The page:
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Jason Ovid Allard–The late arrival

July 23, 2014

EJ Hughes  - Sternwheeler Umatilla  at Yale, 1858Jason Ovid Allard was born at Fort Langley in 1848. His father Ovid Allard was the Chief Factor at Fort Yale in 1858 and was on board the  Umatilla when that steamer first beat up to Yale on July 20, 1858,  cheered on by hundreds of gold miners lining the riverbanks.

Young Jason experienced the Fraser River gold rush first hand, even working as an interpreter for Judge Mathew Begbie.  Jason’s mother was the sister of the Chief of the Cowichans.

Through his  long residency in British Columbia, his connections with First Nations people, the Hudson’s Bay Company, gold rush miners and colonial officials, Jason Allard became a prime source of information for historians until his death at New Westminster in 1931 at the age of 83.

Derby homestead 1877 – 1915

Jason Allard's house at DerbyAfter an eventful career in the northwest,  Jason Allard had settled permanently at the old Derby townsite in 1877 — as a squatter, since the land had been previously sold, though he was later granted title. There he raised a family.

 

New Westminster – Opposite the City

By all accounts Allard had moved to New Westminster from Derby in 1915, following the death of his wife.

1921 census - Allard - Wise - Murray - ClarkeYet here  is Jason Allard in 1921, living on the Brownsville "river front," where Kwantlen houses stood in pre-Colonial times.  Residing with Jason  were two daughters, aged 18 and 14.
Allard’s closest neighbor, near the bridge,  was Hugh Murray, who had arrived with his Royal Engineer father and camped across the river at Sapperton in 1859, among those founding the city of New Westminster. 
Nearby to Allard and Murray stood the Clarington Hotel and proprietor Johnnie Wise,  who was born in 1874 at New Westminster, and drove stages along the Yale Road and the old Semiahmoo road in the 1880’s.
Another close neighbor was Fred Clarke, of First Nations heritage, and his wife Sophie, of Tahitian descent.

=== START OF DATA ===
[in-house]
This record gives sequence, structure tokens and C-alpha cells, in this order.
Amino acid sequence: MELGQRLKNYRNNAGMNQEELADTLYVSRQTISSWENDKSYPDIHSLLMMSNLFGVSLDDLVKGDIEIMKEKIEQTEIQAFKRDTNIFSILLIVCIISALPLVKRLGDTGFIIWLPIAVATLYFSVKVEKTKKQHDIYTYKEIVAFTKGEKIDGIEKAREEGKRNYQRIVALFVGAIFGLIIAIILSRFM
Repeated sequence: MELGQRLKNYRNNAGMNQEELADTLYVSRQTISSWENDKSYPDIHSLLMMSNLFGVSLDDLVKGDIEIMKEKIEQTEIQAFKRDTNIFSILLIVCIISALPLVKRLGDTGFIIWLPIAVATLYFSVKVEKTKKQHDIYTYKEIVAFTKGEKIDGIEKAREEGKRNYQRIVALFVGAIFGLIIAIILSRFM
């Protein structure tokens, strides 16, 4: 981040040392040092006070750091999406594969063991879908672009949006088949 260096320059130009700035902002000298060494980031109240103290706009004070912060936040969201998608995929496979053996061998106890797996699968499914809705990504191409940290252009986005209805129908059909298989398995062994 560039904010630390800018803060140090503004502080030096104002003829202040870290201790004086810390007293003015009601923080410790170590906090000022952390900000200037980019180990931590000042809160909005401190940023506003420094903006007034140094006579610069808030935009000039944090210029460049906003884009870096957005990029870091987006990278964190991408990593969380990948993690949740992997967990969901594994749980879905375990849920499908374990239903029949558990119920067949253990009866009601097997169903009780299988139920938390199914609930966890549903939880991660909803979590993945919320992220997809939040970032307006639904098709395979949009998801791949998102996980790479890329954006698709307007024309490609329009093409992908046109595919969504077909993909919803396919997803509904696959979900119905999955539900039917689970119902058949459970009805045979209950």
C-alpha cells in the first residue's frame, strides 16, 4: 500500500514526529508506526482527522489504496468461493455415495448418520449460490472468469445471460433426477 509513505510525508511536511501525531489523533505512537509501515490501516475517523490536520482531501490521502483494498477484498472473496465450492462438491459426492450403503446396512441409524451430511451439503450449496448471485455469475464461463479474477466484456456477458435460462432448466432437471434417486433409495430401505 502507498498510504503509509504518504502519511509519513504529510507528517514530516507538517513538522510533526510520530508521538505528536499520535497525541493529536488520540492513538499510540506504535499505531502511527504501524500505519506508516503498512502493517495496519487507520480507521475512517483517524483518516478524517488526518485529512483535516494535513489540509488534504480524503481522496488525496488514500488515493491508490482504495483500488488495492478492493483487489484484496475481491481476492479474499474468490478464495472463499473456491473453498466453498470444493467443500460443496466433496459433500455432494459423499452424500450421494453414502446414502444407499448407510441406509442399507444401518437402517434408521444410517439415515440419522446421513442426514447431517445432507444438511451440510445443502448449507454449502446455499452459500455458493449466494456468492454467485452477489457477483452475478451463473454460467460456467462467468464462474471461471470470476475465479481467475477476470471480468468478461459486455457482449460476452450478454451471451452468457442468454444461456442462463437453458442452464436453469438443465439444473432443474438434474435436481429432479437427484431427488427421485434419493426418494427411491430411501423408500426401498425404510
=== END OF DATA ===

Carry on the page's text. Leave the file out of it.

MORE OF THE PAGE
Jason O Allard at 82Allard, Murray and Clarke all lived on portions of the former Lot 2, once owned by John Herring, father of Sam Herring, the first settler on this side of the river.

Allard appears in the New Westminster city directories from 1927 until his death in 1931. So perhaps he lived 10 or more years over here before moving to the city side.

 

Jason Allard’s last address — the King Edward Apartments at 425 Columbia Street — was within a shout of where John and Mary Herring’s Mansion House hotel once stood on Front Street.

Last night at the Mansion House

Jason Allard was a guest at the Mansion House on February 9, 1871. Arriving late in the evening, about 10 o’clock,  he came in asked if he could get some supper.  Mrs Herring told him it would be a wait, as the stove had gone cold, but she had her grandson light it again in order to warm up some soup. 

Dating from 1860, the Mansion House had been built for Catherine Lawless, who lost another hotel on the spit at Langley in the fire of 1859.   A large place,  the Mansion House could accommodate 100 guests and in its prime boasted two bars and a bowling alley.

On this night, however, few guests were in the house. Four men and Mrs Herring’s two grandsons were sleeping downstairs near the kitchen. Upstairs were Mrs Herring, Mrs Oppenheimer and a number of children.

Guest  JW Howison at midnight wanted to warm up his feet, and the fire was kept up  in the sitting room stove, where the coffee pot was also set.